Slovakia held the second round of voting in its presidential election on 29 March. The result saw the country’s prime minister, Robert Fico, defeated by an independent candidate, Andrej Kiska. Daniel Kral writes that Fico’s defeat was in part a function of the electorate’s fear that his party, Smer-SD, could come to dominate the country’s politics. Although Kiska now has a strong democratic mandate, he will nevertheless find it difficult to exert real power given his lack of support in parliament.

On 15 and 29 March, Slovaks elected their new president in two rounds of voting. The final run-off between the country’s prime minister, Robert Fico, and an independent businessman and philanthropist, Andrej Kiska, ended with a spectacular victory for the latter. As a result, Slovakia shall, for the first time in its modern history, have a president who not only has never been a member of the Communist Party, but has never been a member of any political party in his life.

The first round as a warning

Ultimately, Fico’s mantra of a politically stable Slovakia proved much less effective at mobilising support than the fear of his party, Smer-SD, dominating the country’s politics. Smer-SD currently forms Slovakia’s first one-party government since 1989, following overwhelming success at the 2012 Slovakian parliamentary elections.

In the first round alone, around a third of Smer’s electorate did not turn up to vote. Indeed, as shown in Chart 1 below, it is possible that had the actor Milan Kňažko not chosen to run, Fico may have failed to even qualify for the second round. Kňažko draws his support from the same section of the electorate as the second and third placed candidates in the first round, Kiska and Radoslav Procházka.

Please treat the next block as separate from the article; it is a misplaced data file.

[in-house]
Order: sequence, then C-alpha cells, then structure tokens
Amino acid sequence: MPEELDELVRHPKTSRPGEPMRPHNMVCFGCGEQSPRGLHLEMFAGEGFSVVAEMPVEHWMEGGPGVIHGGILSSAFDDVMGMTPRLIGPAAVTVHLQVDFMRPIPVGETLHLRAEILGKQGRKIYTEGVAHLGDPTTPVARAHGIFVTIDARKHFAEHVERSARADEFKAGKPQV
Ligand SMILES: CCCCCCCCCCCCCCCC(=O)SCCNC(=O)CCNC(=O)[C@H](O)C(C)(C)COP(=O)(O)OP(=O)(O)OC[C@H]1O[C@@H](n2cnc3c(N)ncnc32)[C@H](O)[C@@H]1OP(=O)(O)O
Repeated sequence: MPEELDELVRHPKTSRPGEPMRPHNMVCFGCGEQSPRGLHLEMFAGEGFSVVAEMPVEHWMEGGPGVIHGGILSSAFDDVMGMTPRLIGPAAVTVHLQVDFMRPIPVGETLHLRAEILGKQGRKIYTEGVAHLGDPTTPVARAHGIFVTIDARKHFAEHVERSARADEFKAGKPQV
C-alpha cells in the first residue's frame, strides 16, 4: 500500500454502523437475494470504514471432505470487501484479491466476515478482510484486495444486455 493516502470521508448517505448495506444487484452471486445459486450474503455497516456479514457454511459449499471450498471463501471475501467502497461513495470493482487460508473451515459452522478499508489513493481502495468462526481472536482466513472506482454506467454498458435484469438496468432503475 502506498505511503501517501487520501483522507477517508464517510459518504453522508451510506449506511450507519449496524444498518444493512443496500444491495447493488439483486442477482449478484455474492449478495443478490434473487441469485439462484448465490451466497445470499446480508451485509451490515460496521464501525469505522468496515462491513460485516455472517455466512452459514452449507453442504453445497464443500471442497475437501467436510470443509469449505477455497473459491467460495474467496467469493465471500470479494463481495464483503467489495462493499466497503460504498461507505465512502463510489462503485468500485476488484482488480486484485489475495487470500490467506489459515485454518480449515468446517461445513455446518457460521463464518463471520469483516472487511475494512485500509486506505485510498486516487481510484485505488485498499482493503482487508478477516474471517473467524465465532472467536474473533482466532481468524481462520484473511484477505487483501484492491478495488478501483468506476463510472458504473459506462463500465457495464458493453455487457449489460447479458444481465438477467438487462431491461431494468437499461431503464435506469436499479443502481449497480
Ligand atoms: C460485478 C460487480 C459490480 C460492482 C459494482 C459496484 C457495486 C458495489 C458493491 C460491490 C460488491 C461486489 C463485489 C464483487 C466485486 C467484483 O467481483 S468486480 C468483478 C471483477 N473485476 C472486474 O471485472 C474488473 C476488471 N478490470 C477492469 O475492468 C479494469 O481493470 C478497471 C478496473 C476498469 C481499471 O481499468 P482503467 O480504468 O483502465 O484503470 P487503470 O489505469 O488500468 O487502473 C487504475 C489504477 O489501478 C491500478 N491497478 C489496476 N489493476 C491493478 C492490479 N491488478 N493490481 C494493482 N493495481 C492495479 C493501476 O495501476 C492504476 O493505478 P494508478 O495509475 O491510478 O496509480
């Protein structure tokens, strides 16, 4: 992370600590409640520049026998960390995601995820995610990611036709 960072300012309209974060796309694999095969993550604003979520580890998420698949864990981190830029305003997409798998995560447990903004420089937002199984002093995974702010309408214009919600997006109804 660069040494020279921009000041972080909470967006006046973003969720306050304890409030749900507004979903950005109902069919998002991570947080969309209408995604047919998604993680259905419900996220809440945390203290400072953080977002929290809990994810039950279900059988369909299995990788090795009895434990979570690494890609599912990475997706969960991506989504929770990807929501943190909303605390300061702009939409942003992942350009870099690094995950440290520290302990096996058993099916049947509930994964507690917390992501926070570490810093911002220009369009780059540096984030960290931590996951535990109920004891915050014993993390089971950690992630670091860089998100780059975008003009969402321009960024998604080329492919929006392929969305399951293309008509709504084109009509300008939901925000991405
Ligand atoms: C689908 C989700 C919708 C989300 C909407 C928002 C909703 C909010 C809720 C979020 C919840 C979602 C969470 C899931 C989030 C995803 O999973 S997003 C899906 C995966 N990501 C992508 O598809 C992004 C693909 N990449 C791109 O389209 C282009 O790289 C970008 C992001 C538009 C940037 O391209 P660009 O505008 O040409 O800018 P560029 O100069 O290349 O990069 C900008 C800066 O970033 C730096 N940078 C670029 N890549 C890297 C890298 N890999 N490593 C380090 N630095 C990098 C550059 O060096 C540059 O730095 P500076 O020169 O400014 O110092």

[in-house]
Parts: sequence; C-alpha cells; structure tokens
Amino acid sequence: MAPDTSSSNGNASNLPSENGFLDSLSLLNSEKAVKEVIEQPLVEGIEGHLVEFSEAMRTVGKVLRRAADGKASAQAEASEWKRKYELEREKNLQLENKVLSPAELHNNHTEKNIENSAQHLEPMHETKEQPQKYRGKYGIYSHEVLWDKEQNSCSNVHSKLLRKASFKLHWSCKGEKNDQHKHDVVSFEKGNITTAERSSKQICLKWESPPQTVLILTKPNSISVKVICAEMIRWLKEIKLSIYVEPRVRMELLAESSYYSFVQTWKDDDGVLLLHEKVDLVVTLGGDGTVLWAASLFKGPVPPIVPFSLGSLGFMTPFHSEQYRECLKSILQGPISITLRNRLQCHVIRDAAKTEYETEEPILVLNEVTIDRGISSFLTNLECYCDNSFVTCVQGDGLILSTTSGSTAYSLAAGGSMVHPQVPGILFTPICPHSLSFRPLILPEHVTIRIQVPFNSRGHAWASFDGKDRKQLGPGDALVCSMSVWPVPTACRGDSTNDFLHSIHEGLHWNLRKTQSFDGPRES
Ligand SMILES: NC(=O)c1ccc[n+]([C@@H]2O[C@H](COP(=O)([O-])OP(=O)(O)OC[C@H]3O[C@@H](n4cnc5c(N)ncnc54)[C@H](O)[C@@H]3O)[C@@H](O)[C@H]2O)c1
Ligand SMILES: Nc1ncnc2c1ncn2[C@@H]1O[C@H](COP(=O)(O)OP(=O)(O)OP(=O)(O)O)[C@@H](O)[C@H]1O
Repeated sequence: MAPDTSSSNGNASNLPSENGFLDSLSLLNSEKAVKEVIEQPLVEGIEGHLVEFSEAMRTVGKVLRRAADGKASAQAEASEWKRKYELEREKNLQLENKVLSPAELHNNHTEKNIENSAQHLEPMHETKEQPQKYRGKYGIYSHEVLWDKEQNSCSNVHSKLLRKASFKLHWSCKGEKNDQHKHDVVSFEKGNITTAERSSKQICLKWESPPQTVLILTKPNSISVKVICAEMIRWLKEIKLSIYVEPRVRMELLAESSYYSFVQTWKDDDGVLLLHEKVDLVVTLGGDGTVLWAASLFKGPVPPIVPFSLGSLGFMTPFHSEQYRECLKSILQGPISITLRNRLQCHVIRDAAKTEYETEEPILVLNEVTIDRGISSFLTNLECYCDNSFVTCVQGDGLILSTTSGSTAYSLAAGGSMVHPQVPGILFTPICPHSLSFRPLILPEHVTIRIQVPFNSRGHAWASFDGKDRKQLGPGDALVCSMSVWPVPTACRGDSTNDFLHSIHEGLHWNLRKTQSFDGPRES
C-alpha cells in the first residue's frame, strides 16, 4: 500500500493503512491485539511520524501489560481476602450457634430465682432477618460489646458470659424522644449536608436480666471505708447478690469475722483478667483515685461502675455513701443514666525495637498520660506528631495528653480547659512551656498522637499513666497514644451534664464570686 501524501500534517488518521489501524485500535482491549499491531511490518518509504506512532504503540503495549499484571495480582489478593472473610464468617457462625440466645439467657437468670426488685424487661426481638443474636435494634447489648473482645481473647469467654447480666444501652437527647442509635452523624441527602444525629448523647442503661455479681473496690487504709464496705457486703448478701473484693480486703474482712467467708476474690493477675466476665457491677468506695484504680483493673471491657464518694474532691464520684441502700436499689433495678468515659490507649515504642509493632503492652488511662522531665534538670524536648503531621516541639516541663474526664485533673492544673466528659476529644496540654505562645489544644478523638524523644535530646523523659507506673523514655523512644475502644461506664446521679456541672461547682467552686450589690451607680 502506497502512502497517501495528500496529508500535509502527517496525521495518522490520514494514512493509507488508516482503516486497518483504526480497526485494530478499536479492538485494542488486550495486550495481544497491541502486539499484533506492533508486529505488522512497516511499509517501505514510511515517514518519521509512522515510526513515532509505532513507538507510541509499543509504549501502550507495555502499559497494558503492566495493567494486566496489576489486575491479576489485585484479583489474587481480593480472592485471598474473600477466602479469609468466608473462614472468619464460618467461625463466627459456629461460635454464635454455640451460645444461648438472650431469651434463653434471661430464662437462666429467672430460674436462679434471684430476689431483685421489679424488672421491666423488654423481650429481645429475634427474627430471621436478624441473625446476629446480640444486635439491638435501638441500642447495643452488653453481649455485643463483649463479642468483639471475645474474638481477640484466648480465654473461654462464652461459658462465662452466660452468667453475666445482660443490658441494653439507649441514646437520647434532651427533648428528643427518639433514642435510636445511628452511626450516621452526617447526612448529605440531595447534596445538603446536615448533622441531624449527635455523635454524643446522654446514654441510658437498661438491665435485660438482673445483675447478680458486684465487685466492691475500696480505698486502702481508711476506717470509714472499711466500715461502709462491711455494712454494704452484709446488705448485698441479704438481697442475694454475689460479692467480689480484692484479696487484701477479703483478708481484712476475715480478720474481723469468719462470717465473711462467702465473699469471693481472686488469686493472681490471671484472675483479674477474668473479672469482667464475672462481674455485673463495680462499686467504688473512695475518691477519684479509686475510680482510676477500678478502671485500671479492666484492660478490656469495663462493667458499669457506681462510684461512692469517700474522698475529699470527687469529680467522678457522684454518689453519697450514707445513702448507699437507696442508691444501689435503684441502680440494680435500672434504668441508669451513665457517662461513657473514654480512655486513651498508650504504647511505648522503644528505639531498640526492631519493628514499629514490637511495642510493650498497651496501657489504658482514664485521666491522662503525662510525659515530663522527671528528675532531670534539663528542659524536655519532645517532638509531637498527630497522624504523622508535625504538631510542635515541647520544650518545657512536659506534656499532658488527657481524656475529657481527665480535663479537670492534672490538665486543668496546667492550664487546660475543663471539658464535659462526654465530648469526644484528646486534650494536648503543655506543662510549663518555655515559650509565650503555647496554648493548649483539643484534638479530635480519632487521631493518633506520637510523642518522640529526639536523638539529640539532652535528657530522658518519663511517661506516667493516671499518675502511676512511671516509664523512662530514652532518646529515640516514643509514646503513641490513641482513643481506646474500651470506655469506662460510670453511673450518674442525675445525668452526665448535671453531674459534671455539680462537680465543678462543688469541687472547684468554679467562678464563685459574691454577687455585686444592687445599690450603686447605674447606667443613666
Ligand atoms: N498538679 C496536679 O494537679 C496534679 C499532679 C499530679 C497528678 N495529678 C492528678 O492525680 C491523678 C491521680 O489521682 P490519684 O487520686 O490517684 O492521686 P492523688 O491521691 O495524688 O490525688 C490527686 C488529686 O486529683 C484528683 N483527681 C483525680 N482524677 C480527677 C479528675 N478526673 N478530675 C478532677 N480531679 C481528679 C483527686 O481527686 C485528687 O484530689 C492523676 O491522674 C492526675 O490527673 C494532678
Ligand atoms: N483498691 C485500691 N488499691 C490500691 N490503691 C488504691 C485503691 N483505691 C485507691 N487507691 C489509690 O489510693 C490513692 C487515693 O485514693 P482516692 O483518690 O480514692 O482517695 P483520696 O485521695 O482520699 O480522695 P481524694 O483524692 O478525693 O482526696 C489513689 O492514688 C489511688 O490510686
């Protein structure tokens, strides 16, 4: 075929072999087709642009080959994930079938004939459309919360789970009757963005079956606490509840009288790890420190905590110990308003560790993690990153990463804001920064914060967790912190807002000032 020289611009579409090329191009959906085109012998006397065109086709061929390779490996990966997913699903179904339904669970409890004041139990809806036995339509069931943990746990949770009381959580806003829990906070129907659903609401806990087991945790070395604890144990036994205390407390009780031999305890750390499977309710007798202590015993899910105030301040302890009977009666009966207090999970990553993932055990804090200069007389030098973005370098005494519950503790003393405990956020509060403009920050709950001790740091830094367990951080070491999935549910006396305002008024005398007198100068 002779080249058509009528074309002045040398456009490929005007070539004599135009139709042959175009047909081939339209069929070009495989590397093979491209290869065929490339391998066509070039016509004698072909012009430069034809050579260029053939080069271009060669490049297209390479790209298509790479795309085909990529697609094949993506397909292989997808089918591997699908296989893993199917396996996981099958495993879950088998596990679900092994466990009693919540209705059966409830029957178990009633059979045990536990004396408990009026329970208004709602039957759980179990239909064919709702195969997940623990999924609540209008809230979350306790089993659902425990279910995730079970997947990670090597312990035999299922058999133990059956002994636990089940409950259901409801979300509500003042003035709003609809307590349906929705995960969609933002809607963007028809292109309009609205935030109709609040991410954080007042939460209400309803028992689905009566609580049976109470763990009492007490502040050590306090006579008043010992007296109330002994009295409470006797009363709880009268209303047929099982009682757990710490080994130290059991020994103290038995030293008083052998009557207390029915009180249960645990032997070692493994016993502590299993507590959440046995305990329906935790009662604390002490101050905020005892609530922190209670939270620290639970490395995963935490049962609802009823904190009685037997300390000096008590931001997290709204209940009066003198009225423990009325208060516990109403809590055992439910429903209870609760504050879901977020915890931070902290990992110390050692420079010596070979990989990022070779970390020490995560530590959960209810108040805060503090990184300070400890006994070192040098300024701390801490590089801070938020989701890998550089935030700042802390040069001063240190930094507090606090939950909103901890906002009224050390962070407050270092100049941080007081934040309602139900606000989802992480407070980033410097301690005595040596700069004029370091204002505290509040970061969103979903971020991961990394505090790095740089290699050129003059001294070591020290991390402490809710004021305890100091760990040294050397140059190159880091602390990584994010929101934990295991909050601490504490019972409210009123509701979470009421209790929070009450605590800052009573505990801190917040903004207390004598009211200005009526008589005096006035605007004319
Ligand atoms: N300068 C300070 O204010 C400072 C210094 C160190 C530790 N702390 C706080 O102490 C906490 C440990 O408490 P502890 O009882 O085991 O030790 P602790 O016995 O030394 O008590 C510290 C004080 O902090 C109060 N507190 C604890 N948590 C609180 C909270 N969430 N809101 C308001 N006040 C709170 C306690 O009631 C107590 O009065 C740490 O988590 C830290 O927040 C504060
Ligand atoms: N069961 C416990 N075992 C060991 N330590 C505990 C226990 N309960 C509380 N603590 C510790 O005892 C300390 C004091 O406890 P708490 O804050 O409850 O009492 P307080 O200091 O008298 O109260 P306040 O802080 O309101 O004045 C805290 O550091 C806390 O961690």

Chart 1: Vote shares in the first round of the 2014 Slovakian presidential election

Note: There were a number of other candidates who also received smaller vote shares. Those who received less than 3 per cent are not shown in the Chart. Source:

The outcome of the first round was deeply worrying for Slovak political parties in general. The second, third and fourth most popular candidates, together commanding almost 60 per cent of the vote, were all non-partisans. After receiving just over 3 per cent of support, the joint candidate of the parliamentary centre-right parties, Pavol Hrušovský, represented perhaps the biggest fiasco. On the other hand, Procházka, a young legal expert, ended up with twice the support predicted in polls prior to the election. Although falling short of the second round, Procházka declared his intention shortly afterwards to build a new centre-right party from the bottom up, relinquishing his parliamentary mandate and aiming for success in the autumn local elections.